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DEVELOPMENTS IN AMBIENT MASS SPECTROMETRY IMAGING FOR IN-DEPTH SPATIALLY RESOLVED ANALYSIS OF COMPLEX BIOLOGICAL TISSUES
Ambient Mass Spectrometry Imaging (MSI) is a powerful analytical tool in biomedical research that enables simultaneous label-free spatial mapping of hundreds of molecules in biological samples under native conditions. Nanospray desorption electrospray ionization (nano-DESI) is an emergent ambient MSI technique developed in 2010 that uses localized liquid extraction of molecules directly from surfaces. Like other liquid-extraction based techniques, nano-DESI relies on gentle removal of molecules from surfaces and soft ionization. High sensitivity and spatial resolution, versatility of the solvent composition, which may be used to tailor the extraction and ionization of selected molecules, quantification capabilities at the single-pixel level as well as compensation for matrix effects by adding a known standard to the solvent, and online derivatization are key features of nano-DESI MSI that position it as a unique analytical tool for studying biological systems.
Despite the advantages that nano-DESI provides, there are still challenges associated with the structural characterization, extraction, and detection of certain molecular classes. Therefore, my dissertation research has focused on addressing these analytical challenges by developing innovative approaches that substantially enhance the performance of the nano-DESI technique in the study of complex biological systems.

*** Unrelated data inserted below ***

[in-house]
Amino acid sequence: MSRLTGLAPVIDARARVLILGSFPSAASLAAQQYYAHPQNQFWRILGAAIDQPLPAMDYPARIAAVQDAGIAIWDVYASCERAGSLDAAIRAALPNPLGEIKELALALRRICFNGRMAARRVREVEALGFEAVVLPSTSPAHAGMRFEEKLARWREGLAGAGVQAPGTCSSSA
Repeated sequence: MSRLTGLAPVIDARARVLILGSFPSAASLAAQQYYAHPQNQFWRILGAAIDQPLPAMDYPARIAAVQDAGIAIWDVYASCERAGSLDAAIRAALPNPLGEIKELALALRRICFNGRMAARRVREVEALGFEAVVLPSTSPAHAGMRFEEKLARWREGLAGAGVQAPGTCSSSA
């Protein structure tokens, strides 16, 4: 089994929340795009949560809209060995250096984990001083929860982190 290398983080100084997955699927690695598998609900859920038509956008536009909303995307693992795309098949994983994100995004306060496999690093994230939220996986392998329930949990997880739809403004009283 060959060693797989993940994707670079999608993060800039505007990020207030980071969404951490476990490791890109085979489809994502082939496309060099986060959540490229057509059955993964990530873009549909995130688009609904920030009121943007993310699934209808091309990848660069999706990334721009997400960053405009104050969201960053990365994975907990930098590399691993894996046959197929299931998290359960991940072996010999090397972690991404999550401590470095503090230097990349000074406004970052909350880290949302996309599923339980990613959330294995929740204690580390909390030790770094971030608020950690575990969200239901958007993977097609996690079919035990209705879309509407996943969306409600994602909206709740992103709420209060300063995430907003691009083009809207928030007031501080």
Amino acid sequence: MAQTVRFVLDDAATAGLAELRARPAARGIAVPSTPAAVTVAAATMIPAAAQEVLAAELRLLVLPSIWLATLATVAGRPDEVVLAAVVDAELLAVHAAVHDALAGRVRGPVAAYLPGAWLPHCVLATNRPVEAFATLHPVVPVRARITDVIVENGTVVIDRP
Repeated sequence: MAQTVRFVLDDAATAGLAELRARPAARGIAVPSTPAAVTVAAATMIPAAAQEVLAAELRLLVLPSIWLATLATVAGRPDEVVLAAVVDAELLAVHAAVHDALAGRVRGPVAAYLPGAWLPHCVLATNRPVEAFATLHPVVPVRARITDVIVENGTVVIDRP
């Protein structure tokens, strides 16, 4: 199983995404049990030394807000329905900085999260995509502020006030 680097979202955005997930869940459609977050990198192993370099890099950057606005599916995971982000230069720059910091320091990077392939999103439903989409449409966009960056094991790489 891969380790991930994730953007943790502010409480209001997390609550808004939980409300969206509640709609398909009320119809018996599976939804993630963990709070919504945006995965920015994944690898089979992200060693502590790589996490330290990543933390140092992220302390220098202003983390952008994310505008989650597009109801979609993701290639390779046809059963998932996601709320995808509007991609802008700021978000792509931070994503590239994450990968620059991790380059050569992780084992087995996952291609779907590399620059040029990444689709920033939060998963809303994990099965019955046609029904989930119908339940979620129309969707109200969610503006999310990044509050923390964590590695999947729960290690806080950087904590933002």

In this thesis, a systematic study of the solvent composition is carried out to aid in the detection of neutral lipids such as triglycerides thereby expanding the molecular coverage of nano-DESI experiments. Taking advantage of the versatility of the solvent composition, I developed an approach for the online derivatization of unsaturated lipids into lipid hydroperoxides using the reaction of singlet oxygen with C=C bonds. This method further expands the specificity of nano-DESI MSI by enabling the detection and imaging of positional lipid isomers. To aid in the analysis of complex mixtures and provide additional structural information in the form of collision cross sections, coupling of nano-DESI with a drift-tube ion mobility spectrometry is also reported along with examples of the powerful capabilities of this platform. Lastly, nano-DESI MSI is used to address the complexity in the analysis of individual skeletal muscle fibers. This collaborative project involves the development of a robust image registration approach of immunofluorescence imaging and high-spatial resolution nano-DESI MSI to obtain accurate chemical maps specific to each fiber type. The developments described in this thesis are key to understanding the dynamic metabolic processes on a molecular level with an unprecedented specificity and sensitivity.
- Doctor of Philosophy
- West Lafayette